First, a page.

December 10, 1998:
love this business! Star Division (a German software developer) has
just made the Windows version of its Star Office product available without
charge for personal (not corporate) use. The product (which I downloaded
and tested earlier today) is interesting on several counts. First of all,
it's a Java application, and is available on any platform for which a good
Java VM exists. Second, it's file-compatible (more or less) with Microsoft
Office '97. It will load Word 97 .DOC filesif they were saved
without Word's "fast save" option. Third, it's fastwhich surprised
me, given its Java parentage. But on a 200 Mhz PII (hardly a weightlifter
in today's box olympics) it was every bit as responsive as Office 97. Fourth,
it's shipped on every Caldera Linux distribution CD, and runs beautifully
under Linux. So some real business applications are beginning to appear
for Linux, and they're just as free as Linux is. There are some weaknesses
in Star Office, vis-ŕ-vis MS Office 97. You can't drag highlighted texta
Word 97 feature most editors, I'm sure, use almost without conscious thought.
The fast-save problem is irritating, too. But overall, I'm amazed. It's
free. Yikes. Go grab it and have a look: www.stardivision.com.
One caution: The download is 53.5 MB. If you have a slow Net link, you can
order a CD for $39.95. Details on their site.
December 9, 1998:
announced Gecko yesterday, so plainly things are moving in the right direction.
Gecko is an open-source browser "engine" rather than a complete Web browser.
It's intended for software developers, allowing them to build browser functionality
into applications. I haven't downloaded it yet (the final release is not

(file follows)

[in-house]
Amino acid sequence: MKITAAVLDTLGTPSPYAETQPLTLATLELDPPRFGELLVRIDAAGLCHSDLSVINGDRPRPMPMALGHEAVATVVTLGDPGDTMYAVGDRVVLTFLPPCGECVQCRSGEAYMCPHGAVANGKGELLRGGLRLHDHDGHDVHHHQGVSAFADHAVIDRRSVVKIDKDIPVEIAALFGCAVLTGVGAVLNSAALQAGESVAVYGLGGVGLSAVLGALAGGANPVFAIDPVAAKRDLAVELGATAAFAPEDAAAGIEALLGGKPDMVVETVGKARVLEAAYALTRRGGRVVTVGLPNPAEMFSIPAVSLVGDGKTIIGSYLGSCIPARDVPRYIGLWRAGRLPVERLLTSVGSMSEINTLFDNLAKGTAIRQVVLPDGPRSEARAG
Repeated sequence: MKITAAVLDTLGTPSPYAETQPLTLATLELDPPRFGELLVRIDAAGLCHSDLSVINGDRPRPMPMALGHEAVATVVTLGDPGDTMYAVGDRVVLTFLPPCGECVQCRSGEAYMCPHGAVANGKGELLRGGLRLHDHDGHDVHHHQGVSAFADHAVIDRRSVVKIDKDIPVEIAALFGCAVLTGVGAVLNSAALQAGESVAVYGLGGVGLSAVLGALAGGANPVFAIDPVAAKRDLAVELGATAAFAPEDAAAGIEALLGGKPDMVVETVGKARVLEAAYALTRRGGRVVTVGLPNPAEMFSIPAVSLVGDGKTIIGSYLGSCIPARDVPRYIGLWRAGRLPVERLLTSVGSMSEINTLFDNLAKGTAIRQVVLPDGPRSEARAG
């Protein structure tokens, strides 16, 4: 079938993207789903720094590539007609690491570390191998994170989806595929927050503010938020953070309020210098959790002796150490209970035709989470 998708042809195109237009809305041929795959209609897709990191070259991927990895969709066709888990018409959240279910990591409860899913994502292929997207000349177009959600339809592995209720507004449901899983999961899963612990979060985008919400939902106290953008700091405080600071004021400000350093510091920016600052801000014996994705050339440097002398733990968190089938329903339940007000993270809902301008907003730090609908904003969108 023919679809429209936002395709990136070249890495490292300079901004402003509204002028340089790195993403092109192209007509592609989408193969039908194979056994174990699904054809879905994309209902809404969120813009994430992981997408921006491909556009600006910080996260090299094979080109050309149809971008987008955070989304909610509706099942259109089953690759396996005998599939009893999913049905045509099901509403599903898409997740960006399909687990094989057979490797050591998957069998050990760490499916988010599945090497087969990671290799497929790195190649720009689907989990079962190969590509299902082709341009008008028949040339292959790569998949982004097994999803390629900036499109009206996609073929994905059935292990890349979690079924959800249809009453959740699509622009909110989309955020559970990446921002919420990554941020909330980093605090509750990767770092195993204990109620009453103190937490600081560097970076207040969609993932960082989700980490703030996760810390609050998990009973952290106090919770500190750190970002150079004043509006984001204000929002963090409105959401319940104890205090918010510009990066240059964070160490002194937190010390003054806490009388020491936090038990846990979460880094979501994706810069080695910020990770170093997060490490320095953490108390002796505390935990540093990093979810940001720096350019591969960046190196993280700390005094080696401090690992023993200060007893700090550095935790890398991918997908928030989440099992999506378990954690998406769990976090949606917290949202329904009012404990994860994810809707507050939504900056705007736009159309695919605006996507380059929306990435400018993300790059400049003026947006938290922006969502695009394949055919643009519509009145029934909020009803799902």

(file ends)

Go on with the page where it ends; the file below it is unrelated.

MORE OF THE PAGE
yet ready) so I don't know what form it's in. My guess is C++ source rather
than any formal component format…but it seems to me it should be possible
to put wrappers around Gecko to make it an ActiveX, Delphi VCL, or Java
Bean component. If anyone ever does this, please let me know. Components
rule…and this should be so even in the open-source world.
December 7, 1998:
installed Caldera's Linux at Coriolis today. I have used Linux before, but
never a "commercial" distributionalways the "raw" Linux downloaded
from the Net and pieced together with a tweezers, and always in text mode.
While not as trouble-free to install as Windows NT, Caldera's wizard-based
installer allowed it to come together in an hour or so, and sheesh, there
it was. I was most intrigued by my first look at the KDE graphical desktop,
which is a shell that runs most X applications. It's fast, and completely
comprehensible to anyone with more than an hour's tenure on Windows. There's
a constellation of four buttons on the task bar that allow you to snap instantly
among four completely independent desktopsfine idea! As people who
have read me over the years doubtless remember, I don't much care for windowing.
Screens are never large enough, and I always maximize whatever I
happen to be using. One desktop per app is a fine idea, and KDE makes it
easy to pop between them. I haven't done much with the system yet, but I
will be poking at it over the coming months, as we prepare a slate of books
on Linux and other major open-source software products.
December 4, 1998:
decided to update my increasingly gray-haired assembly language book, Assembly
Language Step By Step. The book was published in 1992 and is still sellingand
even then, the 1992 title was a revision of Assembly Language from Square
One, which first saw daylight in 1989. I'd like to extend the book to
cover Windows NT console applications. Anybody got any pointers to information
about that arcane little topic? I'll be focusing on NASM, the Net-Wide Assembler,
for the new edition. Suggestions and goodies to toss onto the CD are hereby
solicited. Let me know what you want to seeshort of full Windows app
development in assembly. That's grist for a much larger (and more advanced)
mill than this.